Is it Time to Get a Standing Desk?

Standing desks can break you out of a sedentary work life, but they’re not for everyone.

Sitting is the new smoking, or so the current meme goes. Does that mean you should march down to HR and demand a standing desk? Maybe.

On the plus side, standing burns about 20 percent more energy than sitting, according to the Cornell Human Factors and Ergonomics Research Group. The primary hangup with standing is, sometimes it can hurt.

A certain part of the population is more or less “standing intolerant” due to leg or back pain, according to Jay Kapellusch, associate professor of occupational science at University of Wisconsin-Milwaukee. At advertising agency Hoffman York, there are some 20 “sit-to-stand” desks that convert quickly from one to the other. Angie Buchanan, vice president/account supervisor, weighs in on what it’s like working this way.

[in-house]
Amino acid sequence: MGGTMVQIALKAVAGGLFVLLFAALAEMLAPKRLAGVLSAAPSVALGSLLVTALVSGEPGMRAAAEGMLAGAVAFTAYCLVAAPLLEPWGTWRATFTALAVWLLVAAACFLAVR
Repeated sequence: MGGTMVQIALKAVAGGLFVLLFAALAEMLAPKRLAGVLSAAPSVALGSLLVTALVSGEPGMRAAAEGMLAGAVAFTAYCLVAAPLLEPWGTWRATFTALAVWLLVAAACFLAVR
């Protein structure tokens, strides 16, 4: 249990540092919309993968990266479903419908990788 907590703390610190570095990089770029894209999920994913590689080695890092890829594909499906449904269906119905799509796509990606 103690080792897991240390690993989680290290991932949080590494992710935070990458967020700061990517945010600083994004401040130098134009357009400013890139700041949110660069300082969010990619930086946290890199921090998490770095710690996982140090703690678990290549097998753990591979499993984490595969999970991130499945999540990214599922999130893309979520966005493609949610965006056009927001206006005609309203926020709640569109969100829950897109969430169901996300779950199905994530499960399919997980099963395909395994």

➞ Being on your feet for just an hour at a time seems to reverse sleepiness and lethargy, says Buchanan. It takes you out of the afternoon slump.

➞ Standing desks are more popular in Europe and have caught on in Milwaukee among younger employees.

➞ Using a “negative tilt” angled slightly away from the body eases wrist strain and helps keep good posture. Buchanan is using a positive tilt here but can change the angle if needed.

➞ Fine work, including lengthy reading, may be hard to perform standing, says UWM’s Kapellusch. “Most people can’t stand very still and tend to sway back and forth.”

➞ Standing for long periods of time, including at a standing desk, can slightly increase one’s risk of developing varicose veins.

‘Take a Stand’ appears in Milwaukee Health, a special issue from Milwaukee Magazine.

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Matt has written for Milwaukee Magazine since 2006, when he was a lowly intern. Since then, he’s held the posts of assistant news editor and, most recently, senior editor. He’s lived in South Carolina, Tennessee, Connecticut, Iowa, and Indiana but mostly in Wisconsin. He wants to do more fishing but has a hard time finding worms. For the magazine, Matt has written about city government, schools, religion, coffee roasters and Congress.